Beit Elfa. - Foundations of buildings and walls. There are in the ruins many stones well dressed, and apparently older than the Arabic work.
Claude Reignier Conder - The survey of western Palestine - 1883
Overall view of the mosaic of the synagogue
In 1928 the members of a kibbutz near Bet She'an (ancient Scythopolis) discovered the ruins of a VIth century synagogue. The building had a mosaic floor with an inscription in Aramaic stating that it was built for the price of one hundred measures of grain donated by the villagers during the reign of Emperor Justinus (517-528). The reference to measures of grain shows that Galilee (similar to the neighbouring Hauran region in Syria) was one of the granaries of the Roman Empire and that farmers were wealthy enough to decorate their synagogues. The size of the synagogue and its mosaic floor are similar to an earlier synagogue near Tiberias.
The life of farmers was marked by the tasks they had to perform during the various periods of the year and thus the villagers of Bet Alpha chose a mosaic depicting the Four Seasons and the signs of the Zodiac to decorate the floor of their synagogue. Their days began at dawn and ended at sunset and therefore they had the Chariot of the Sun portrayed in a central medallion.
Chariot of the Sun and Leo, Cancer and Gemini
The pictor musivarius, the artisan in charge of the figurative part of the mosaic, was not as skilful as his colleagues at Tiberias and Sepphoris (see below in this page). It is fair to say however that he followed a canon of Byzantine art, i.e. the frontal representation of faces (and in this mosaic of horses too) which leads to an iconic image rather than to an actual portrait of the subject.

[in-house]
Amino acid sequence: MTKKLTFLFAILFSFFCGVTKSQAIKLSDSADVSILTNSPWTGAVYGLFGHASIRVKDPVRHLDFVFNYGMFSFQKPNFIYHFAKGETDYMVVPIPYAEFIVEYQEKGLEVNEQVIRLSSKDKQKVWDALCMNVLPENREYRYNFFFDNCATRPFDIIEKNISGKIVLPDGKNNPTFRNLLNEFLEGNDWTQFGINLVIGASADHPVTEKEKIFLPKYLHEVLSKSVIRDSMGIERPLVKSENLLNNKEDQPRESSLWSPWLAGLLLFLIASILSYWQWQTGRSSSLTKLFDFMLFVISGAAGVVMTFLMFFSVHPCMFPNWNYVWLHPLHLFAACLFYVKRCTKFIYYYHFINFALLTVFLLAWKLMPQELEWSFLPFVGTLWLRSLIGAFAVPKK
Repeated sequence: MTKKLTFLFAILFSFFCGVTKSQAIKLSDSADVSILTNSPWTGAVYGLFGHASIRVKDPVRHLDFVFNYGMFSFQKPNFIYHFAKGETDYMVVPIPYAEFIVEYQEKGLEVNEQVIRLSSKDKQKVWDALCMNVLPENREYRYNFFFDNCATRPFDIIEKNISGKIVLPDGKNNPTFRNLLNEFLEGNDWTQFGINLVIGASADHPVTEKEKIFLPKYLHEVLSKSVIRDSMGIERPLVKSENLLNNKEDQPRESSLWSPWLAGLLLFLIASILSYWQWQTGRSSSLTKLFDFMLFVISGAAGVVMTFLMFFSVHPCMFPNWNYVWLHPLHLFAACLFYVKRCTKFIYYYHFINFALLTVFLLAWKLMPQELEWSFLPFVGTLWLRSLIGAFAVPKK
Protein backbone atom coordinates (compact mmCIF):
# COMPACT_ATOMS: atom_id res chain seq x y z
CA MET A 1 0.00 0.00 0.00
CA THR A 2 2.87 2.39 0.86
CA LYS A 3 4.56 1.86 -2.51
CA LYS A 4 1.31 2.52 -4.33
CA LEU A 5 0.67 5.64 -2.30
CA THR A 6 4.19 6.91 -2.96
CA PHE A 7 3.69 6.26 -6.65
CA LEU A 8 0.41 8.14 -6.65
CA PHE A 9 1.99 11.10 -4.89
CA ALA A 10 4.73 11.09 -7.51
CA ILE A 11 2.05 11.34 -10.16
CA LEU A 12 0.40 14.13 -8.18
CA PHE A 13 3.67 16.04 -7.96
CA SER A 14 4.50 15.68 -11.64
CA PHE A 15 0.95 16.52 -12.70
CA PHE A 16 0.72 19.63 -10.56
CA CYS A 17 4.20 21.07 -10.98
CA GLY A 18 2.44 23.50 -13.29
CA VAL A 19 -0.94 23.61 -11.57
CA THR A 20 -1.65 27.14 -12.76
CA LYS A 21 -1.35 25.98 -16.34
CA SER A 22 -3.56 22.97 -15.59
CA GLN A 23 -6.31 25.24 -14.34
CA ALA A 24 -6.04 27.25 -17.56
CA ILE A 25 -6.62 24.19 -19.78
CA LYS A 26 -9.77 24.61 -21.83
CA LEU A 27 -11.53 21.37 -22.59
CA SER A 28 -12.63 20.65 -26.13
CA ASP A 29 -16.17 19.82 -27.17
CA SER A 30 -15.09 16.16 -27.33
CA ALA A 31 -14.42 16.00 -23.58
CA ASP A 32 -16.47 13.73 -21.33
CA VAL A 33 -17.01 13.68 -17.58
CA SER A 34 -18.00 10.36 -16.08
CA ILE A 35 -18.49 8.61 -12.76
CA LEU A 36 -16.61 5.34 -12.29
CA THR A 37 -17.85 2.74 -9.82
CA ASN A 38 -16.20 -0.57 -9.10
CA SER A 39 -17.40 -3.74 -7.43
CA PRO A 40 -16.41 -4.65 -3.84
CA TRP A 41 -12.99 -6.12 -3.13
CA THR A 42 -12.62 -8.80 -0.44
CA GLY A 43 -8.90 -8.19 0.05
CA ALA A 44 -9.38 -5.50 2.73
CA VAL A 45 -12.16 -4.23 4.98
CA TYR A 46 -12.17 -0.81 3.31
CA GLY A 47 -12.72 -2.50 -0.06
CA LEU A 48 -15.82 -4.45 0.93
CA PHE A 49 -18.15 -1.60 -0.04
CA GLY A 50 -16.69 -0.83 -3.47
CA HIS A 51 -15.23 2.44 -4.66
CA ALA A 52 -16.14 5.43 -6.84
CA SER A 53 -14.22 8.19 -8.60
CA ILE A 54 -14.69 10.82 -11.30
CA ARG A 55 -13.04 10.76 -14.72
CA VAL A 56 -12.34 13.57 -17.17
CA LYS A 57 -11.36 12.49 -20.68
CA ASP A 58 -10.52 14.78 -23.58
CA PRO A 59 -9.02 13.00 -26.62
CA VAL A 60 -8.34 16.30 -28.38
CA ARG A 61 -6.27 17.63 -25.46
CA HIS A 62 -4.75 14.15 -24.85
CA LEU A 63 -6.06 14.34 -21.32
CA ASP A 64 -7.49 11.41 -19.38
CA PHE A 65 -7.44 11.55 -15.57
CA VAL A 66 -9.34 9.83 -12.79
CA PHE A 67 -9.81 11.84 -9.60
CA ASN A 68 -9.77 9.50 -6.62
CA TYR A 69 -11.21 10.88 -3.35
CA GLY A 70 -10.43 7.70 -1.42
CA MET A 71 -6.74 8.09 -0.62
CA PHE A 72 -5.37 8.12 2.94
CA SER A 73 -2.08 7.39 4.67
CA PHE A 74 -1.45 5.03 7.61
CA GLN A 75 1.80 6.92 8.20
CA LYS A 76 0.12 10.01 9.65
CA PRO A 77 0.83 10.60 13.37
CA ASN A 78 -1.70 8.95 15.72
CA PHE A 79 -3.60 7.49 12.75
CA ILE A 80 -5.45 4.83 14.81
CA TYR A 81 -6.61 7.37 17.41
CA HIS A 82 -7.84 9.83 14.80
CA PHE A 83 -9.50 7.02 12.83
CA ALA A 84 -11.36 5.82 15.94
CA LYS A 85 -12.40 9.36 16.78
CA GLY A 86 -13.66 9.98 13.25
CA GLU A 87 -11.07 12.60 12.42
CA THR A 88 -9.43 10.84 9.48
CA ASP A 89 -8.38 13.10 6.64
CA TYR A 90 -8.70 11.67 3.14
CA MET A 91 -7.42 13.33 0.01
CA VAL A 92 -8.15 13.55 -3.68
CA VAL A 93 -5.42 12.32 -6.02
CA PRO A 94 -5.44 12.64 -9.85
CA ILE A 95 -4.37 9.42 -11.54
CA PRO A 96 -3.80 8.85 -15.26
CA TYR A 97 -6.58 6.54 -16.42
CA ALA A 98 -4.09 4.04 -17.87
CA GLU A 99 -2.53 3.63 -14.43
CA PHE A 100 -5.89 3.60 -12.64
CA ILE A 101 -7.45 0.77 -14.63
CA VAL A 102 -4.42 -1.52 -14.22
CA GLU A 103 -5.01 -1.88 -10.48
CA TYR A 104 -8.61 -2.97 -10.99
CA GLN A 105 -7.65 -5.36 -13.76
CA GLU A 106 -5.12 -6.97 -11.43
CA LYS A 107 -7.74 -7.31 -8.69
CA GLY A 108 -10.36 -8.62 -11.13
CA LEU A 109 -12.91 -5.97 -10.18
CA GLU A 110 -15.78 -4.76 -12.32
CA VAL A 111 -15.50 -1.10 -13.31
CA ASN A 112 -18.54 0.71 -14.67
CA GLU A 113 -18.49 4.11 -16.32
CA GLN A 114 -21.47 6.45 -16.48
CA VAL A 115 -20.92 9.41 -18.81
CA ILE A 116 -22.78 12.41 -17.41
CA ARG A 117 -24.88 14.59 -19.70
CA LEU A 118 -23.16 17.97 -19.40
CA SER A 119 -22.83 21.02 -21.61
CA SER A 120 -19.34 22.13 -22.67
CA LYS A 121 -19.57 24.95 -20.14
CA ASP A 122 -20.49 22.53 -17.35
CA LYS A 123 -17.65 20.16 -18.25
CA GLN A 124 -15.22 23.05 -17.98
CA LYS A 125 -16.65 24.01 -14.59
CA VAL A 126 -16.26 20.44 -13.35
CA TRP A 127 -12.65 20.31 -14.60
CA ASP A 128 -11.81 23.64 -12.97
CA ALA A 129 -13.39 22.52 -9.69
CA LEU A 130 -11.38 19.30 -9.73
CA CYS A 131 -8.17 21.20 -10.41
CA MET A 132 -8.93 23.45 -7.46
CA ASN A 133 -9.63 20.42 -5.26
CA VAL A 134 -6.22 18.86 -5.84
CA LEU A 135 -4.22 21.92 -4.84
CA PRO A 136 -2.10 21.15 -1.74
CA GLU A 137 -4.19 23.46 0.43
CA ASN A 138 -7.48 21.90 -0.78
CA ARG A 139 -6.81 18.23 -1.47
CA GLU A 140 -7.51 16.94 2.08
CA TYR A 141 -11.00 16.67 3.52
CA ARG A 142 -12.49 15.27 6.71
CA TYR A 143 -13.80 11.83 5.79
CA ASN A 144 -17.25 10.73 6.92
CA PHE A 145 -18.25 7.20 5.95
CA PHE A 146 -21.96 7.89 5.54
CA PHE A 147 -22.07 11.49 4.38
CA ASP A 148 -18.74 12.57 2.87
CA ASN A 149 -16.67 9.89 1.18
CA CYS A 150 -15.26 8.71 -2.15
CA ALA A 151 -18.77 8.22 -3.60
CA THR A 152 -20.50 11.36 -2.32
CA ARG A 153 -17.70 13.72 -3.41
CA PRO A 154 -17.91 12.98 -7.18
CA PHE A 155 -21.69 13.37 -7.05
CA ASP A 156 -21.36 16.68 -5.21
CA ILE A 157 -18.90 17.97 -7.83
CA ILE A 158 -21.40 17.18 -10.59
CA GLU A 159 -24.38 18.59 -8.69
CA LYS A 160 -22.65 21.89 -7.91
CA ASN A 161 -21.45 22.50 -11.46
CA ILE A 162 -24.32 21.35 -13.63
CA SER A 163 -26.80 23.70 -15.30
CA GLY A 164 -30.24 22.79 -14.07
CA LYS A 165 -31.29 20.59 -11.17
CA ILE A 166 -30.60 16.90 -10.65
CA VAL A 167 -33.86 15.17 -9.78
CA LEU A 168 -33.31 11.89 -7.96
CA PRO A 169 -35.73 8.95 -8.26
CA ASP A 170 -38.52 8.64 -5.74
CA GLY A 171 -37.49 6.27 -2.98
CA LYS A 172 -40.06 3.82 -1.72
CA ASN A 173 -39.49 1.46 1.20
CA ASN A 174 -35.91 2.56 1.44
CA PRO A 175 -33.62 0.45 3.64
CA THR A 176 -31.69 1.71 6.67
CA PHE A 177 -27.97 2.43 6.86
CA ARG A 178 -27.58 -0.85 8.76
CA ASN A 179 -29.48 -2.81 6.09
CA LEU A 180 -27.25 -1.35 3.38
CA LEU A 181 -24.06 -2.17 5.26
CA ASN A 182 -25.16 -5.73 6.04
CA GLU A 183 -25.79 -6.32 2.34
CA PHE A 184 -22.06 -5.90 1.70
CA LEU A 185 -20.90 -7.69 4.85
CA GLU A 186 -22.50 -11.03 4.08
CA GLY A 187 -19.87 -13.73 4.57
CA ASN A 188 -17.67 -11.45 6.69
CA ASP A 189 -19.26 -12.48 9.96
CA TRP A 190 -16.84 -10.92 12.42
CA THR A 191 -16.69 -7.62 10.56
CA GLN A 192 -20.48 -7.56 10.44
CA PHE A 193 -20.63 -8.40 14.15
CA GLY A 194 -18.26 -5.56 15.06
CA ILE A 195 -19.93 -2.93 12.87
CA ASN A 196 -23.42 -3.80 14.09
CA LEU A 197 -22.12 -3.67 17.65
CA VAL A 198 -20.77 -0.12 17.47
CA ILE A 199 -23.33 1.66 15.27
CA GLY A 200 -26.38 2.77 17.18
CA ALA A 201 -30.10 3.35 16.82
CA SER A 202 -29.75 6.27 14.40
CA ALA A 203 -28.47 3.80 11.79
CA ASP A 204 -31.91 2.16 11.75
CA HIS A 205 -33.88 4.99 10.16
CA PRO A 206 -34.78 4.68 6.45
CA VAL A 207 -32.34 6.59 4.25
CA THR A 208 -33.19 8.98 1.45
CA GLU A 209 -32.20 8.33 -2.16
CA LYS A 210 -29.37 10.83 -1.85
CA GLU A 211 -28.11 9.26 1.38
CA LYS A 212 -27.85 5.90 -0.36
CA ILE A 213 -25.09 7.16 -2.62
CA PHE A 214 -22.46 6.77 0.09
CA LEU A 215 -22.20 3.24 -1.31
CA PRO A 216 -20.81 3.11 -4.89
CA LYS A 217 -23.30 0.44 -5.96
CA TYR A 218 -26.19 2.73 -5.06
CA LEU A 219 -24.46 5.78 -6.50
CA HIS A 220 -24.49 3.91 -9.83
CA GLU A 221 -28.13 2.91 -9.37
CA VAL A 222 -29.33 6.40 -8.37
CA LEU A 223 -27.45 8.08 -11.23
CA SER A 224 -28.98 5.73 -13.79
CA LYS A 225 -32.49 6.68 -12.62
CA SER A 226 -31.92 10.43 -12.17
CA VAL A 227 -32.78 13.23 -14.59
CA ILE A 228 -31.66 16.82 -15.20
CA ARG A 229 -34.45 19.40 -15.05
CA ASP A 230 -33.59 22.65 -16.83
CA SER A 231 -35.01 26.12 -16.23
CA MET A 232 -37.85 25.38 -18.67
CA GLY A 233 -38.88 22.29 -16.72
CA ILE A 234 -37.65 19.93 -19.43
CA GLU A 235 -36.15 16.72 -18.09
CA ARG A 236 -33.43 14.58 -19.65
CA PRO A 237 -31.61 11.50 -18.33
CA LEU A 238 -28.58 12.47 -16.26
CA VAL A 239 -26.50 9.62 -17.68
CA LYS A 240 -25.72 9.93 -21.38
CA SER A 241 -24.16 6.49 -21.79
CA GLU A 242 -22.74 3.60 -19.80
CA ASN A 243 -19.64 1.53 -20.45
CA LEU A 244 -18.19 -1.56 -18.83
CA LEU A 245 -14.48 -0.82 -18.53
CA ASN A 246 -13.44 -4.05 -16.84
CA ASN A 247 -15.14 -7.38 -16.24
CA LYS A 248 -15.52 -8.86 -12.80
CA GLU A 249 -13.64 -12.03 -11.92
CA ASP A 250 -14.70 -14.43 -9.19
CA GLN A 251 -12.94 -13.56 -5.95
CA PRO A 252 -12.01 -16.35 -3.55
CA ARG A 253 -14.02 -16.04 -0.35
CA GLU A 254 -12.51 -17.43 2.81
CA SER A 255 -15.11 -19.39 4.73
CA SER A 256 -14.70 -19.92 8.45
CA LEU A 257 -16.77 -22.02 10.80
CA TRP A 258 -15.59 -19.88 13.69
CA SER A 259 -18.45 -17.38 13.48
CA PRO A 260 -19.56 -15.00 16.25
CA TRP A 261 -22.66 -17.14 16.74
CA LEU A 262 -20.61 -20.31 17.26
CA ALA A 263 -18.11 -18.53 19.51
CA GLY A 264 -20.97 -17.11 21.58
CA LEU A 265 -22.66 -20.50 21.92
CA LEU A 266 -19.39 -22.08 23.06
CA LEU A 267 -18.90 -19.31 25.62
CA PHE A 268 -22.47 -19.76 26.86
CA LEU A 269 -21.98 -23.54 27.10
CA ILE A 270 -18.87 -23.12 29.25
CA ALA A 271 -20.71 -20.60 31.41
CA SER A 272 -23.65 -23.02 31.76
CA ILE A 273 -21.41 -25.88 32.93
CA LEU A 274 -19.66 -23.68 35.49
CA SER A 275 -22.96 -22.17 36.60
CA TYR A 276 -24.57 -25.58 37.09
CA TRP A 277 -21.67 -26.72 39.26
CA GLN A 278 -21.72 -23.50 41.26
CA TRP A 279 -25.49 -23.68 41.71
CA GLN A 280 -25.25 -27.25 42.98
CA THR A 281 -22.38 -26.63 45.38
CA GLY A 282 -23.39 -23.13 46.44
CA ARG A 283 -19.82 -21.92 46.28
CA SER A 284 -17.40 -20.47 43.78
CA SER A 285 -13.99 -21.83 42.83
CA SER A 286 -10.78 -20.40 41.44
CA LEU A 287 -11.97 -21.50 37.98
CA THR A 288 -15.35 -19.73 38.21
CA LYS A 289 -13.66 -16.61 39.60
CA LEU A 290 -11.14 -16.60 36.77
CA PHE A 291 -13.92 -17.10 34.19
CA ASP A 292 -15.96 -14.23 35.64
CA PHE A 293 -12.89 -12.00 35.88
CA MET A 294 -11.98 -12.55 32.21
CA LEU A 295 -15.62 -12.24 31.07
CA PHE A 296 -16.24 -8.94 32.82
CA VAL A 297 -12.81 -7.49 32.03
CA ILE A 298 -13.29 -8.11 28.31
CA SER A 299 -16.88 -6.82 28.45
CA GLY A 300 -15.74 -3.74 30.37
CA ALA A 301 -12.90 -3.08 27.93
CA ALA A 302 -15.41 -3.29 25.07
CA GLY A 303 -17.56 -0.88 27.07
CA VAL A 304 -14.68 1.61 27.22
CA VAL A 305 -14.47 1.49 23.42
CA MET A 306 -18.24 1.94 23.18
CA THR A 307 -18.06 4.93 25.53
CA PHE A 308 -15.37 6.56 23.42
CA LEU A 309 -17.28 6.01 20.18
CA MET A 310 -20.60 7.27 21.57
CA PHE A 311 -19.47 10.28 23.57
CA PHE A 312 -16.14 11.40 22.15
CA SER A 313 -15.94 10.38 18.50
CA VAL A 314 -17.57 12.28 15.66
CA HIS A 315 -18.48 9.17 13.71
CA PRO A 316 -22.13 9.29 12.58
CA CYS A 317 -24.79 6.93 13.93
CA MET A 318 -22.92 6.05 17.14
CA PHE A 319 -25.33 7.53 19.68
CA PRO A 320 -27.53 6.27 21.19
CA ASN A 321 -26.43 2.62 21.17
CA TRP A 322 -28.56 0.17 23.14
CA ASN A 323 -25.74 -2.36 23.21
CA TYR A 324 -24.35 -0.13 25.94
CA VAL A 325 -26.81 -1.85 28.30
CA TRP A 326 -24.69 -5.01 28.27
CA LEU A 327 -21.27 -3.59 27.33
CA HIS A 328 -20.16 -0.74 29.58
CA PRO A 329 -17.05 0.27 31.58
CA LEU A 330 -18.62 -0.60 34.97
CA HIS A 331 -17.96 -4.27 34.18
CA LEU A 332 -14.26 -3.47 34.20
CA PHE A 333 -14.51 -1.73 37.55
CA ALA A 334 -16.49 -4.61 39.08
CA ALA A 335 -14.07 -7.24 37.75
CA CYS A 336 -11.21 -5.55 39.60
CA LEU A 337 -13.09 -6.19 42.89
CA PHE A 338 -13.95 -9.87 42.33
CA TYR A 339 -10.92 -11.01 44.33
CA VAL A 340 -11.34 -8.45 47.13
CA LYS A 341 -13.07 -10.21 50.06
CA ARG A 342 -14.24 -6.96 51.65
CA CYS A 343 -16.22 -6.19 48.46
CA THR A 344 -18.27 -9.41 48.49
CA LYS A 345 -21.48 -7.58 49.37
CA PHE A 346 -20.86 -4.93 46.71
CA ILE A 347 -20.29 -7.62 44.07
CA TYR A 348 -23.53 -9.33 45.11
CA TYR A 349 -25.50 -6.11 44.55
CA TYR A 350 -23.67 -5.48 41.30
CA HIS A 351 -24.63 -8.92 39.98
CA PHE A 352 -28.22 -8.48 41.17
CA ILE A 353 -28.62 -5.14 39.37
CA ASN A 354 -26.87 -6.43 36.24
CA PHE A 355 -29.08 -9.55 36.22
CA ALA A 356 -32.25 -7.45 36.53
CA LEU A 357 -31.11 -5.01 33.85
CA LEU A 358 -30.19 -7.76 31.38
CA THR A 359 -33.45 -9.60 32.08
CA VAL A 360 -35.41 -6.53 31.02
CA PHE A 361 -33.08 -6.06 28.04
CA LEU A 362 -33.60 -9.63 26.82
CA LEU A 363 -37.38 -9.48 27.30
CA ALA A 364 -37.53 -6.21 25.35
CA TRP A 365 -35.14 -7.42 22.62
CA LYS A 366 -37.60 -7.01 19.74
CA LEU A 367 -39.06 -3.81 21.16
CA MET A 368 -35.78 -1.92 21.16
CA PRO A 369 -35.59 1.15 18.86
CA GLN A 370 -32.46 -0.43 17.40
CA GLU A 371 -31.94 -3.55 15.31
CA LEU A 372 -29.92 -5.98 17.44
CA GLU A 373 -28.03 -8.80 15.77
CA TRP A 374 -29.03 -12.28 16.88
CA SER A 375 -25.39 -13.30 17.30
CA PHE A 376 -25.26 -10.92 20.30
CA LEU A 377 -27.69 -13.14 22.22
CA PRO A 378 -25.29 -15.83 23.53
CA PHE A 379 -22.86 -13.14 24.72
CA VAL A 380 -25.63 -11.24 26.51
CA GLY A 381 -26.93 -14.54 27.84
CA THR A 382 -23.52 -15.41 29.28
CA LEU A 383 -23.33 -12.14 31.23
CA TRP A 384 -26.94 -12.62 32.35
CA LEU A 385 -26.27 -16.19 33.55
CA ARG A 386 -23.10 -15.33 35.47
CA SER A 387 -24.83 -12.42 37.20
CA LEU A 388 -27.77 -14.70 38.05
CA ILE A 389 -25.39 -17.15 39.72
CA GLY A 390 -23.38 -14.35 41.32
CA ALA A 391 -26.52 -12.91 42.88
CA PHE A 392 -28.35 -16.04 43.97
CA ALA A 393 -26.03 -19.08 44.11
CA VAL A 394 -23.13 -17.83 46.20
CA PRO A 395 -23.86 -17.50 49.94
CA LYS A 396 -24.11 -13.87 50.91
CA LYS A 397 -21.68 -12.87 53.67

Na´ve art (mainly painting) gained popularity in the XXth century for its lack of conventional portrayal techniques which gave it a childlike simplicity. The unrefined representation of personages at Bet Alpha is not without interest. It gives us some ideas of the clothes and shoes the people wore and it indicates that even small rural communities had overcome the prohibition to represent human beings and animals. This section of the mosaic, similar to the frescoes of medieval churches, had an educational purpose.
(above) The Torah shrine along with Jewish symbols; (below) decorative pattern
Overall view of the mosaic of the synagogue unearthed near the theatre of the town
Sepphoris was a town of Galilee which stood on the Roman side during the First Jewish Revolt (67-73) and in general it was the predominantly Jewish town of Palestine which was more open to the Greco-Roman world. After the Second Jewish Revolt (132-135) and the banishment of the Jews from Jerusalem it became an important centre of rabbinical studies. The Rabbis of Sepphoris tried to reconcile their Jewish faith with their Hellenised way of living. The President of the Sanhedrin was asked to explain how he could bathe in the public baths which were decorated with a statue of Aphrodite. His answer is reported in the Mishnah, a collection of Jewish oral traditions which was compiled in Galilee in the IInd/IIIrd centuries: I came not within her limits: she came within mine! You do not say: "Let us make a bath for Aphrodite", but "Let us make a statue of Aphrodite an adornment for the bath".